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Is there a way to configure Vim so it combines tabs to use as horizontal indentation character, and spaces as vertical indentation character (for instance, when continuing long lines, giving out arguments to methods)? Basically, something like this (i have marked tabs with > and spaces with dot):

class xyz {
>   function abc()
>   {
>   >   $var1 = "this is a multi-"
>   >   ......+ "line string which spans "
>   >   ......+ "several lines";
>   }
}

Ideas or suggestions?

Edit: I'm not looking how to use spaces instead of tabs, I'd like to combine them in a way I described above.

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2 Answers 2

up vote 1 down vote accepted
+50

There is a "Smart Tabs" script that may be what you're looking for. It describes itself as using tabs for indentation and spaces for alignment.

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I know it's the least descriptive thing one can say, but it doesn't work... Do you have any idea what would be the proper way to use it? I'm editing PHP files, and it won't do anything more than VIM does on its own. –  mr.b Mar 23 '11 at 18:07
    
@mr.b I am able to see a difference if I change $var in your example to $really_long_var, so that the alignment needed is more than a tab width. In that case vim by default uses a combination of tabs and spaces, the plugin uses only spaces. It seems like this isn't a complete solution, though, since it needs to be taught the alignment rules (e.g. line up with the = sign in your example), and could probably use a custom binding on <Tab> to use spaces where appropriate in cases not covered by the alignment rules. –  Andy Mar 24 '11 at 4:05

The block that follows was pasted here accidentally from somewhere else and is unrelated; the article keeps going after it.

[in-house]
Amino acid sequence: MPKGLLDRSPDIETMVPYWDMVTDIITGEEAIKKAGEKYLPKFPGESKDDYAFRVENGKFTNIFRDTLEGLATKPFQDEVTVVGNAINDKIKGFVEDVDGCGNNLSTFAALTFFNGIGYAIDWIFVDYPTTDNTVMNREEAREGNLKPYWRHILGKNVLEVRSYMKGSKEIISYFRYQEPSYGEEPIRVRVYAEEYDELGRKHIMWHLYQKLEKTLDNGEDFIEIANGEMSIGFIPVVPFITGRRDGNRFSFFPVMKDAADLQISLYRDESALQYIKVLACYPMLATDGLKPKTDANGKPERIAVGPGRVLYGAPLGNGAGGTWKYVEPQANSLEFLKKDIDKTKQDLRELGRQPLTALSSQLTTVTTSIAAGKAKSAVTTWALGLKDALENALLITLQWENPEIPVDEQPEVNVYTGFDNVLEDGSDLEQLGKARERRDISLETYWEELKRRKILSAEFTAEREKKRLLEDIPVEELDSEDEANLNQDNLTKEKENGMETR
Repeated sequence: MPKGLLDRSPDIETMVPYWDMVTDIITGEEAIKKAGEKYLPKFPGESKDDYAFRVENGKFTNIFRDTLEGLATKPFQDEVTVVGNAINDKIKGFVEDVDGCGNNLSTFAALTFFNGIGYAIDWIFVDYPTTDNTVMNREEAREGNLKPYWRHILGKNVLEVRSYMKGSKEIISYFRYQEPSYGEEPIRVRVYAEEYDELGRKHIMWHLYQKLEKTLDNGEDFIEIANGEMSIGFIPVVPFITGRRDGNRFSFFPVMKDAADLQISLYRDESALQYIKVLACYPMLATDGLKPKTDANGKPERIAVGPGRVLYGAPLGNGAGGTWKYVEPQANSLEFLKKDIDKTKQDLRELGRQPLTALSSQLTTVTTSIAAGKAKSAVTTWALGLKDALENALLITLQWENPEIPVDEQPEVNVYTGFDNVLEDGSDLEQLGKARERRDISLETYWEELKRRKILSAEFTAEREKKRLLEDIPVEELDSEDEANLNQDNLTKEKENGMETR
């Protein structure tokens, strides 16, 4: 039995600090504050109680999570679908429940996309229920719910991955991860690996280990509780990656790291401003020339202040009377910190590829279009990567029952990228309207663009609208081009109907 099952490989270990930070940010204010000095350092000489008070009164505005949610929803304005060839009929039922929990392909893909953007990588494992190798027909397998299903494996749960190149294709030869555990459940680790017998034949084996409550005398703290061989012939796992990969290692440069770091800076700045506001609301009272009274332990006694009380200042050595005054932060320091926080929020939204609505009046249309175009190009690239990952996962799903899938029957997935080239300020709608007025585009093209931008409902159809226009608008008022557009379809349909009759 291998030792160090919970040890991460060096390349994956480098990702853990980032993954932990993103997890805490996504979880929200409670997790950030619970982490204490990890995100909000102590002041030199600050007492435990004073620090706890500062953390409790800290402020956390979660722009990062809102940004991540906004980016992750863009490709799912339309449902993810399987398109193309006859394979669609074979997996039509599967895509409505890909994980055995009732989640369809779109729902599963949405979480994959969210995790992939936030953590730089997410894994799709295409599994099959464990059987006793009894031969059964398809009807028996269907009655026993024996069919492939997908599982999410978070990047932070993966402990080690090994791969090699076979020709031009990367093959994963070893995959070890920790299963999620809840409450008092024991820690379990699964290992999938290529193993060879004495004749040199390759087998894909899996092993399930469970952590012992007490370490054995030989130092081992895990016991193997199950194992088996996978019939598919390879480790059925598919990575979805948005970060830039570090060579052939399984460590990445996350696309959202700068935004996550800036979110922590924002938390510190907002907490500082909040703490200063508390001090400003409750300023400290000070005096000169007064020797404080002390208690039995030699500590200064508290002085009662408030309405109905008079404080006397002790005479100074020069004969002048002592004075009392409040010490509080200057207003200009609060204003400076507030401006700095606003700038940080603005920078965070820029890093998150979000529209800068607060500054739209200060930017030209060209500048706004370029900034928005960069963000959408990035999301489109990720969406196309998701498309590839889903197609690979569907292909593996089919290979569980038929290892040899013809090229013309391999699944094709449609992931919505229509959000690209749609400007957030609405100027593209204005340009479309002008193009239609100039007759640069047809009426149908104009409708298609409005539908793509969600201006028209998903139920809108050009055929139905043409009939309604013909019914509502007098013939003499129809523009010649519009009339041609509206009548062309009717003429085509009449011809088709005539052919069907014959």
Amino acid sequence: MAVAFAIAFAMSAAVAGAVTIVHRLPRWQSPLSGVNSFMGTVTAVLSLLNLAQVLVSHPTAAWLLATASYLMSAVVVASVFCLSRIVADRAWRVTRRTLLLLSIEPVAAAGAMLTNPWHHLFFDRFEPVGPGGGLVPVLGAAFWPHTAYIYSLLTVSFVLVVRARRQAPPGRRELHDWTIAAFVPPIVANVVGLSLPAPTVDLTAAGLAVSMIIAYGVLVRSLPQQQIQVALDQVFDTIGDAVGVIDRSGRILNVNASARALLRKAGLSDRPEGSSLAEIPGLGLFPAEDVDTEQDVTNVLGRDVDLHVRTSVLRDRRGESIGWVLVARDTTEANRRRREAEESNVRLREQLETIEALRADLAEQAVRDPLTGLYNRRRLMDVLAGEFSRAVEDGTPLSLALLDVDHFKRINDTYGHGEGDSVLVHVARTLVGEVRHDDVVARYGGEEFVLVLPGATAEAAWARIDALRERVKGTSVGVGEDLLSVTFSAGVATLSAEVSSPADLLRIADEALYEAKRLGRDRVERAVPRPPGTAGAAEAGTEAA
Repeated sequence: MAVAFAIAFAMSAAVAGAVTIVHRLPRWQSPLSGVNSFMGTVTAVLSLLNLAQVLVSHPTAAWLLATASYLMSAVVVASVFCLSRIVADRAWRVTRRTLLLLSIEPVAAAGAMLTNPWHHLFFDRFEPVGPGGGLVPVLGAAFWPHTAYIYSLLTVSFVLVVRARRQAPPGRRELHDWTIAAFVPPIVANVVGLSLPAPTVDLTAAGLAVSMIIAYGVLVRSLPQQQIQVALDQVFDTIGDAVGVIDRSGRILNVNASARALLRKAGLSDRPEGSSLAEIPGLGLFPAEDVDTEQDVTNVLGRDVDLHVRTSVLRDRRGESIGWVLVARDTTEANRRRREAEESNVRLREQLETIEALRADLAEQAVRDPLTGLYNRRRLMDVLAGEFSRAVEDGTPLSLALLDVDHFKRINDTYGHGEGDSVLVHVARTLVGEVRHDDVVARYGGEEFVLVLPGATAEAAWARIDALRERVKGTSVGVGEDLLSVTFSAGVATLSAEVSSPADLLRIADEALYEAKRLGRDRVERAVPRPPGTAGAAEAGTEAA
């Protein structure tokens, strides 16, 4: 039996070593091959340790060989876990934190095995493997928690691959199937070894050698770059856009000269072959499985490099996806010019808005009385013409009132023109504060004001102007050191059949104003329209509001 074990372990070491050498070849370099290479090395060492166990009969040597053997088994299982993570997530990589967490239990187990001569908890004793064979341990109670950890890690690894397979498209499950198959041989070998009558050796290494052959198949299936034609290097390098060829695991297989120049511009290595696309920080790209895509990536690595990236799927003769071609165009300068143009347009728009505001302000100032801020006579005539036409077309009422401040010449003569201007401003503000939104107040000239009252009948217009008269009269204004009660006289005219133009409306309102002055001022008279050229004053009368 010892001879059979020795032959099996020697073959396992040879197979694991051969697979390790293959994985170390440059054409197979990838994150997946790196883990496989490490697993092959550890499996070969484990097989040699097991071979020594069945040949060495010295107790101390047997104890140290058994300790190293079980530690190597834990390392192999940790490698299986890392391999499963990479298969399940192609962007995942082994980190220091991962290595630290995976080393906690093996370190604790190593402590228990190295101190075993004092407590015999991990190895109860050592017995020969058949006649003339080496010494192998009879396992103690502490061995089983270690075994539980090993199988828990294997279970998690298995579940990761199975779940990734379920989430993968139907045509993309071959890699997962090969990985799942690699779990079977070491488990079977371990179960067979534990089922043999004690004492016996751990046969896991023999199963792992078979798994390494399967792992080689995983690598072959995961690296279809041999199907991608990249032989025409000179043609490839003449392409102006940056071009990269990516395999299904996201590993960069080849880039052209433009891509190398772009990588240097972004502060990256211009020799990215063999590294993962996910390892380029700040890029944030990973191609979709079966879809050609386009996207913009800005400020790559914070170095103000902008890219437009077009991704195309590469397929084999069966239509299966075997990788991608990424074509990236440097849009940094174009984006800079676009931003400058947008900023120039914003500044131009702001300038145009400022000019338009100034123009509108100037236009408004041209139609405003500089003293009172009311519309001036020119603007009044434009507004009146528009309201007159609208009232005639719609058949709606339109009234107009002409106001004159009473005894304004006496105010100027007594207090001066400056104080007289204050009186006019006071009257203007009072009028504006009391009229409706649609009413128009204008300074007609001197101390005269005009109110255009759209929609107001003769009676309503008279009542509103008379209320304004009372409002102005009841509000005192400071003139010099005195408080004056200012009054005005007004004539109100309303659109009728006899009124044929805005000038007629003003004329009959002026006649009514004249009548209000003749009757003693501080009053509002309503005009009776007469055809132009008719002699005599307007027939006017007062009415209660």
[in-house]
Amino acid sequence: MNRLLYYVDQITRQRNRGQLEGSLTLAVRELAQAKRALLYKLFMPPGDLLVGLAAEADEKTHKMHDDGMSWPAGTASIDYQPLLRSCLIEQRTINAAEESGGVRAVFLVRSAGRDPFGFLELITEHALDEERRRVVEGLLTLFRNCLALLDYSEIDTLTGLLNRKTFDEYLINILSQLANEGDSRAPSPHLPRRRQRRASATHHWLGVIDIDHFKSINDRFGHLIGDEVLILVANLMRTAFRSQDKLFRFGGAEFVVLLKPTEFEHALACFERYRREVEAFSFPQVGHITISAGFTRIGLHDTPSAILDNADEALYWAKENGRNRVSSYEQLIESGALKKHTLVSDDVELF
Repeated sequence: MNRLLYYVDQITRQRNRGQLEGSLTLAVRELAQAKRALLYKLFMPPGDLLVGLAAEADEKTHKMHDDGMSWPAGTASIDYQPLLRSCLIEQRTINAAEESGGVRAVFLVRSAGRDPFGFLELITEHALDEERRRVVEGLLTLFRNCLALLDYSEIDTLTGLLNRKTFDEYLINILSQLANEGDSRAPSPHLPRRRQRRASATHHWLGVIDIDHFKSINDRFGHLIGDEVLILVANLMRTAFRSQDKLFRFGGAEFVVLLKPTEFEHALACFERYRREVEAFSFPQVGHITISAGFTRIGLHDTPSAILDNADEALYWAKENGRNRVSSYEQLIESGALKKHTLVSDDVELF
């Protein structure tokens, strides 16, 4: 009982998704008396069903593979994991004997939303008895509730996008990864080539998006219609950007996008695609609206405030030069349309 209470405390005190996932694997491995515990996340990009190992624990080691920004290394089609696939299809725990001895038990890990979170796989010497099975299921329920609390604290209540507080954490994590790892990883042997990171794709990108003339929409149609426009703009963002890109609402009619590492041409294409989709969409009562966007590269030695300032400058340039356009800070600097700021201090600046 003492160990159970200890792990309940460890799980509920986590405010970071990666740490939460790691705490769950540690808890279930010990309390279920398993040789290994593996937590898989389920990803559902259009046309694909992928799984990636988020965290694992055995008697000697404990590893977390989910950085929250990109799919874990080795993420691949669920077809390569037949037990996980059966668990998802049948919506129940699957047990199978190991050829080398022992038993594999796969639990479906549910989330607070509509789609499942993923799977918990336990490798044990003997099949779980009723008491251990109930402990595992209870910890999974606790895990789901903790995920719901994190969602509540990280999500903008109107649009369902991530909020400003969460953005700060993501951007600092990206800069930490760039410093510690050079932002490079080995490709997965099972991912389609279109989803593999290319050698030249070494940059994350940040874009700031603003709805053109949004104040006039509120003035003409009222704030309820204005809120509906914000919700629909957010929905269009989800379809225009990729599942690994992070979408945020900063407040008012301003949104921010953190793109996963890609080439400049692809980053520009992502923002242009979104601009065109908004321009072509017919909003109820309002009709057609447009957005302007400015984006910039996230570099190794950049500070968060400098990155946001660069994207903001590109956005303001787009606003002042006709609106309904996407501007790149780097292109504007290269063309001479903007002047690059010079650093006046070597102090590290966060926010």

I'll award you bounty points, as you did set me on the right track to a solution. I've contacted plugin author, and he says that plugin is basically responsible for indendation AFTER non-space char. So if I were to have, say, several assignments to variables say $short_var $bit_longer_var and $very_very_long_var, I could indent = signs to be one above the other, and the space between variable names and = signs would be filled by spaces only, and not by tabs+spaces. Vim options are solely responsible for what I asked, so I'll go dive into docs to find a correct set of options. Thanks. –  mr.b Mar 24 '11 at 10:10

Add the below lines to $HOME/.vimrc

set tabstop=4
set shiftwidth=4
set expandtab

This should set a tab to 4 spaces.
Here is the VIM Wiki on this: http://vim.wikia.com/wiki/Converting_tabs_to_spaces

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Thank you.. But, I'm sorry, I guess I wasn't as concise as I should have been when asking my question. Please read my edit above... –  mr.b Mar 15 '11 at 1:22
    
Oppa, I just didn't read your comment well enough. Apologizes. As for the actual question, I do not know of a way. Hopefully someone else will be able to provide an answer. –  Mike Soule Mar 15 '11 at 1:29

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